Josh Kopelman writes:
Here at First Round Capital, we see a lot of business plans for consumer-facing internet services. Most assume a significant portion of their revenue comes through advertising — but almost all of them have a “premium/subscription” option. Typically that subscription revenue accounts for 20-40% of total revenue, and is based on a very low ($1-5/month) subscription fee. When asked to support these subscription revenues, entrepreneurs almost always say “well, it’s very cheap ($2 a month) and we’re only assuming 5% of our users take advantage of it).” On the surface, a reasonable position.
However, that is rarely how things play out. Most entrepreneurs fall into the trap of assuming that there is a consistent elasticity in price – that is, the lower the price of what you’re selling, the higher the demand will be. So you end up with hockey stick looking revenue charts that go up and to the right, all supported by an “it only costs $2 month” business plan.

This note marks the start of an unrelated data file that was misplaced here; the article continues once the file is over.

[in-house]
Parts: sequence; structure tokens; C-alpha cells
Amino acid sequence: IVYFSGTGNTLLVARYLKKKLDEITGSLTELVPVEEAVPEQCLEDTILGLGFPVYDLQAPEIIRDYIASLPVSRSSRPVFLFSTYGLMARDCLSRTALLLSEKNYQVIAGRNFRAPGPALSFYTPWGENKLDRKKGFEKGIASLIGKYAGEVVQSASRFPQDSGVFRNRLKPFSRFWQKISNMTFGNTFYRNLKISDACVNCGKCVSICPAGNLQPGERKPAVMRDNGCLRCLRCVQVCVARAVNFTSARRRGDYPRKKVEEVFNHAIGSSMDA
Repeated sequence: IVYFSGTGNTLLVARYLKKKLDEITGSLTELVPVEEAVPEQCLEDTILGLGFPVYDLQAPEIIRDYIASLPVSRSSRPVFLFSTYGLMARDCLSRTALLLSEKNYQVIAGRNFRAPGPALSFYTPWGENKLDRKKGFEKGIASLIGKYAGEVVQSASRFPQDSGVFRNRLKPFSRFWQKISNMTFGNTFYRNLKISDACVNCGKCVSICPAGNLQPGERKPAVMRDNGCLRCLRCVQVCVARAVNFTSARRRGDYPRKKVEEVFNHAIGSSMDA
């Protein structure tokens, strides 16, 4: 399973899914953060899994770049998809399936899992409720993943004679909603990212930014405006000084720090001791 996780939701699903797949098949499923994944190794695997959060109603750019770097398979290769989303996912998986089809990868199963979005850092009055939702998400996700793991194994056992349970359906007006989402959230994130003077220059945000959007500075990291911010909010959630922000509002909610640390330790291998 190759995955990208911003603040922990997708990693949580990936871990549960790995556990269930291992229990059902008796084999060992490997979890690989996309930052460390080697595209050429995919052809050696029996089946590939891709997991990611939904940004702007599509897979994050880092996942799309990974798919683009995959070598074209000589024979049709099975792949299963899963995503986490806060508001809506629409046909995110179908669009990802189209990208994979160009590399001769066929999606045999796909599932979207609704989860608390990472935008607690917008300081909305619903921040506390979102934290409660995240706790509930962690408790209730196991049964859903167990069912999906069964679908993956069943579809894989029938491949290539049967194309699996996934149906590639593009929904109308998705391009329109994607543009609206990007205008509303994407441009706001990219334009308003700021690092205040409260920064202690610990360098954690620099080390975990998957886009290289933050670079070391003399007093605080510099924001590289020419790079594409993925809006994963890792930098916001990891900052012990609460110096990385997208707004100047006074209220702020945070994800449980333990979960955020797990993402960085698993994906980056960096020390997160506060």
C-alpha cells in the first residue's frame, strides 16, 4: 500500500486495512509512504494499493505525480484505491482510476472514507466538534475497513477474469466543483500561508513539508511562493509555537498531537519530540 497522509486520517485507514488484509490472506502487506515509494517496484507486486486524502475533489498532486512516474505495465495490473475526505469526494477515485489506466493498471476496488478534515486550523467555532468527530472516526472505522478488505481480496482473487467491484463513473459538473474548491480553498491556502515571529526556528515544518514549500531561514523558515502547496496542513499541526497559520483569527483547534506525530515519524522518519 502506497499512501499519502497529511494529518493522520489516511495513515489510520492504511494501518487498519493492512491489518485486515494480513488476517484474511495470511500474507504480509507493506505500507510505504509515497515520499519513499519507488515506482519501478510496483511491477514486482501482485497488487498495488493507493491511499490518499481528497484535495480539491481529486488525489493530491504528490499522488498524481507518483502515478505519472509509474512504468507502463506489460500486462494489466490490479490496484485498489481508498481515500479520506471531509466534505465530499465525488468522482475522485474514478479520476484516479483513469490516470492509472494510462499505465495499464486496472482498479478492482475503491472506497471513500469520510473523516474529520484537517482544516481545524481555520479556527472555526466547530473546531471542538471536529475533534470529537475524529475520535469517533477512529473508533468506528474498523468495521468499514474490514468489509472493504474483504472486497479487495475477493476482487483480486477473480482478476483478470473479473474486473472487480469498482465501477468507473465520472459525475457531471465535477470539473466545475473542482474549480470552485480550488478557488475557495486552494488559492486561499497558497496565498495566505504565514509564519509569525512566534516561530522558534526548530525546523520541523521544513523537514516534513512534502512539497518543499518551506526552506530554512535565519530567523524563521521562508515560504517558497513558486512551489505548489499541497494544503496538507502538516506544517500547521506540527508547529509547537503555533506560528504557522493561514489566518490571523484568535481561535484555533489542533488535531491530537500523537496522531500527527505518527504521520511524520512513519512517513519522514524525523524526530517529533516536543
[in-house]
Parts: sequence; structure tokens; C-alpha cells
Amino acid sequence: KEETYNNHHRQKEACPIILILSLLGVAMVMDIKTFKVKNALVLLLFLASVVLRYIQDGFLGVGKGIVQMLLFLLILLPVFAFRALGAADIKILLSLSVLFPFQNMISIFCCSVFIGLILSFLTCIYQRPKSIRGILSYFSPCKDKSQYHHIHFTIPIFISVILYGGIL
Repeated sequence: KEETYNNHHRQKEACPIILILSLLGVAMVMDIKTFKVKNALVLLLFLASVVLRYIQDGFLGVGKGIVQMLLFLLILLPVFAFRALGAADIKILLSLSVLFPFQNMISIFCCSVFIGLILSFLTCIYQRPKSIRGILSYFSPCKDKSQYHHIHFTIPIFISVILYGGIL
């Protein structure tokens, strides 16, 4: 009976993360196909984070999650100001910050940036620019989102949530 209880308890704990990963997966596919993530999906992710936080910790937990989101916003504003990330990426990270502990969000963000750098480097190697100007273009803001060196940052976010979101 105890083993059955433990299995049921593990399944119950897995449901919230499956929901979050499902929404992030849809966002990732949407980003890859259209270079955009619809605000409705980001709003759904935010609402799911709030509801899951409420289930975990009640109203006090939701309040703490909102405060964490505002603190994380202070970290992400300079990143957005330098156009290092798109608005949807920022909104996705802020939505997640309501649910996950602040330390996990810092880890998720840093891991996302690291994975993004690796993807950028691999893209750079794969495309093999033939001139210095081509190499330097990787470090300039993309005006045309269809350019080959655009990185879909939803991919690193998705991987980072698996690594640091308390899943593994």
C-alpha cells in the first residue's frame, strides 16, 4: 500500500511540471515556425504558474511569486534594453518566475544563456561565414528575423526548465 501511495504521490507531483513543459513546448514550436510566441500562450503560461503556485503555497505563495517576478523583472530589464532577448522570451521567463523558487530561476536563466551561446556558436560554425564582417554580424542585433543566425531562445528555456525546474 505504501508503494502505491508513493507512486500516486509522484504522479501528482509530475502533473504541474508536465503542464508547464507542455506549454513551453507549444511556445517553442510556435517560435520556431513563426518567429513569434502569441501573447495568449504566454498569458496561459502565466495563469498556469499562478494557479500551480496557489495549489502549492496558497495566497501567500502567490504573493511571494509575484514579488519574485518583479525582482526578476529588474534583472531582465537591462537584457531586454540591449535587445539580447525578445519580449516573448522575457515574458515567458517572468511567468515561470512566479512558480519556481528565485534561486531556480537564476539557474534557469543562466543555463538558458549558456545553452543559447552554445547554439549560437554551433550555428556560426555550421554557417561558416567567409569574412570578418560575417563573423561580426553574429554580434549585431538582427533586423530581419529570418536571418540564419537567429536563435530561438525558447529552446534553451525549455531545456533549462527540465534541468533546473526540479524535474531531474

The truth is, scaling from $5 to $50 million is not the toughest part of a new venture – it’s getting your users to pay you anything at all. The biggest gap in any venture is that between a service that is free and one that costs a penny. I can’t think of a single premium service that has achieved truly viral distribution.